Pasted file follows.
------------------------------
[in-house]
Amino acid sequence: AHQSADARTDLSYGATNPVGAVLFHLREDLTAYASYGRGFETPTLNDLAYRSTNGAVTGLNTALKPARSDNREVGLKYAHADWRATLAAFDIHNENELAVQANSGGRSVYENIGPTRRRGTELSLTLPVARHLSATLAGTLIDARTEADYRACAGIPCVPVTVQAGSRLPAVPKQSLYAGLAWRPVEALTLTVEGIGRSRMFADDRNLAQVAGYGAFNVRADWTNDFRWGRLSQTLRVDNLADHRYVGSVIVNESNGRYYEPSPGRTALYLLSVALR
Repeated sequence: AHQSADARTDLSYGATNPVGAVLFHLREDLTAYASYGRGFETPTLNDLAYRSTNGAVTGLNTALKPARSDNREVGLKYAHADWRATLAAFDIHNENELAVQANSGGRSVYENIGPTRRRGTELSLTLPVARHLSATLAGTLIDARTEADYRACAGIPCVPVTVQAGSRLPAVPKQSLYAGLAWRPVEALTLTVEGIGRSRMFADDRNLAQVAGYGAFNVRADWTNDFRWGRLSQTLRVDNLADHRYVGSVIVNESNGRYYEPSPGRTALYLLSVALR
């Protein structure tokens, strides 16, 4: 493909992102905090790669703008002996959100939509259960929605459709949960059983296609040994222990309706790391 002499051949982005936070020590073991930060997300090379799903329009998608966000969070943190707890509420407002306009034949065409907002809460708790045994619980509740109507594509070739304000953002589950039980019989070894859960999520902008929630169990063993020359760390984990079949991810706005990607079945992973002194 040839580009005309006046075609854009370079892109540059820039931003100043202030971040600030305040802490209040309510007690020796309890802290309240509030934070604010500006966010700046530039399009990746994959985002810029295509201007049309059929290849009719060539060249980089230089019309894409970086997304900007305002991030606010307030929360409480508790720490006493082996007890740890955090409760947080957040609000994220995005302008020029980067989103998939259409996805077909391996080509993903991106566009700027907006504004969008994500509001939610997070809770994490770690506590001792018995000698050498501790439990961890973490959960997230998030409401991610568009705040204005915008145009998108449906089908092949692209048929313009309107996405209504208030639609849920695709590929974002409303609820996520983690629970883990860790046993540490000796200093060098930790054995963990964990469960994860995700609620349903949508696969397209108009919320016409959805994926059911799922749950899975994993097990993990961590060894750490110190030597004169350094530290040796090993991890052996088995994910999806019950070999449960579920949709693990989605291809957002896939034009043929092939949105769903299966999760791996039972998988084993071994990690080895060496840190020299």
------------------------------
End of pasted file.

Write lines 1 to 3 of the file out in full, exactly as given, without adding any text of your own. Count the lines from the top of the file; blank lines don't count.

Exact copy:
[in-house]
Amino acid sequence: AHQSADARTDLSYGATNPVGAVLFHLREDLTAYASYGRGFETPTLNDLAYRSTNGAVTGLNTALKPARSDNREVGLKYAHADWRATLAAFDIHNENELAVQANSGGRSVYENIGPTRRRGTELSLTLPVARHLSATLAGTLIDARTEADYRACAGIPCVPVTVQAGSRLPAVPKQSLYAGLAWRPVEALTLTVEGIGRSRMFADDRNLAQVAGYGAFNVRADWTNDFRWGRLSQTLRVDNLADHRYVGSVIVNESNGRYYEPSPGRTALYLLSVALR
Repeated sequence: AHQSADARTDLSYGATNPVGAVLFHLREDLTAYASYGRGFETPTLNDLAYRSTNGAVTGLNTALKPARSDNREVGLKYAHADWRATLAAFDIHNENELAVQANSGGRSVYENIGPTRRRGTELSLTLPVARHLSATLAGTLIDARTEADYRACAGIPCVPVTVQAGSRLPAVPKQSLYAGLAWRPVEALTLTVEGIGRSRMFADDRNLAQVAGYGAFNVRADWTNDFRWGRLSQTLRVDNLADHRYVGSVIVNESNGRYYEPSPGRTALYLLSVALR